India – A destination of martial art
India is very popular for its history, culture, beautiful places, technique, ayurveda etc but do you know it has a very ancient martial art form which is world famous.
While we hear the phrase ‘martial arts’, the words ‘karate’, ‘kung fu’, pop up in our minds, and we think of Bruce Lee or Jackie Chan showing off some fast moves.Nowadays these famous forms are used in rituals, celebrations, in sports, means of physical fitness, as a self defence but earlier it is used for warfare. Many of the arts can be related to forms of dance, Yoga etc.
Let me take you towards the different types of martial arts invented in India.
It is the oldest Martial Art in India and it originated in the state of Kerala aka God’s Own Country in 4th century A.D.
Techniques and aspects of Kalaripayattu: Uzhichil or the massage with Gingli oil, Otta, Maipayattu or exercise of body, Puliyankam or sword fight, Verumkai or bare-handed fight etc.
Kalarsikh a Malayalam word which means a training area where Martial arts are practiced or taught.
Kalaripayattu was introduced as martial art by a legend, sage Parasurama, who had also built temples in the south.
This art is used as a means of unarmed self-defence and a way to achieve physical fitness today. Also used in traditional rituals and ceremonies.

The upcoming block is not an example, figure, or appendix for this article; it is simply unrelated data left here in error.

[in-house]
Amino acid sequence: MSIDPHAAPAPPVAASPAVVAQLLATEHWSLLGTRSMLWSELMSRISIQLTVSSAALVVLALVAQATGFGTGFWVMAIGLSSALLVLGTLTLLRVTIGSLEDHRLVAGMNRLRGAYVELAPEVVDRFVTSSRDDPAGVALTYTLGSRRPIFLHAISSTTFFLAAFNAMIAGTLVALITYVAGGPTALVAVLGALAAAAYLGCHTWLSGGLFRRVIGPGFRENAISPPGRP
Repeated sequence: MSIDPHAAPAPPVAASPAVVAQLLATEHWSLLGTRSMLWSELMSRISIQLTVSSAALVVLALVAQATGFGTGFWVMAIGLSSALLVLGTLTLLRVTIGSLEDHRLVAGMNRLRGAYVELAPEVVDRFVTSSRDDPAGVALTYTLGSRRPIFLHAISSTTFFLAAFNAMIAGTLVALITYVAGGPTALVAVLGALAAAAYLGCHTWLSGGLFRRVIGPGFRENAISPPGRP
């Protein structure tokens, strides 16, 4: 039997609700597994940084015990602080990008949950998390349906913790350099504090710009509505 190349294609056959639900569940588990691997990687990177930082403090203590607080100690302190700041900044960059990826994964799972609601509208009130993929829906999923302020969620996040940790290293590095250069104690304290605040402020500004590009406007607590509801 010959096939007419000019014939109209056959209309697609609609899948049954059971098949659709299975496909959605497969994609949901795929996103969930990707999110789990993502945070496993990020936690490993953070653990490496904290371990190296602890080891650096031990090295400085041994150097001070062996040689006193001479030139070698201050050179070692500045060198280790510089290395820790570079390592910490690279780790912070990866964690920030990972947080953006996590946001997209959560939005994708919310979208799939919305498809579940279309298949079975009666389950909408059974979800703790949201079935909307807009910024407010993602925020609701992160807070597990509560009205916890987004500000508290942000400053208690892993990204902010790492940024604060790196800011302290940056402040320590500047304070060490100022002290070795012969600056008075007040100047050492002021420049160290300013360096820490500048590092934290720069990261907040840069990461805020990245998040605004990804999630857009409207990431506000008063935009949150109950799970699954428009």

It includes mock fights (armed and unarmed combat) and physical exercises, an important aspect is the style of fighting and is nor accompanied by any drumming or song. It’s essential key is footwork which includes kicks, strikes and weapon based practice. Women also practiced this art.
It is a kind of Staff Fencing. It originated in Tamil Nadu, a modern and scientific martial art.
Techniques of Silambam: Fast and swift movements of the foot, use of thrust, cut, chop, sweep to achieve mastery & development of force, momentum & precision at different levels of the body like snake, monkey & hawk hits.
It is encouraged in Tamilnadu by the rulers Pandya, Chola and Chera and the reference to the sale of Silambam staves, pearls, swords and armours can be seen in a Tamil literature ‘Silapaddigaram’. This art has also spread to Malaysia, where it is a famous sport apart from a self defence technique.
Lord Muruga (in Tamil Mythology) and sage Agasthya are credited with the formation of Silambam. Even during ancient Vedic times, training was imparted to young men as a ritual and for an emergency.
Thang-ta and Sarit Sarak
This art was created by the Meitei people of Manipur. Thang means ‘sword’ while Ta refers to a ‘spear’ and is an armed martial art, whereas Sarit Sarak is an unarmed art form that uses hand to hand combat.
In the 17th century, this art was used by Manipuri kings against Britishers later on when Britishers captured the area this technique was banned.
Thang-Ta is also known as Huyen Lallong, which is a popular ancient martial art which uses other weapons including an axe and a shield.
It is rehearsed in 3 different manners: Firstly, ritualistic in nature linked with tantric practices, secondly, mesmerising performance of sword and sword dances and thirdly, is the actual technique of fighting.
This form originated in Himachal Pradesh. Technique: Wooden bows, arrows are used.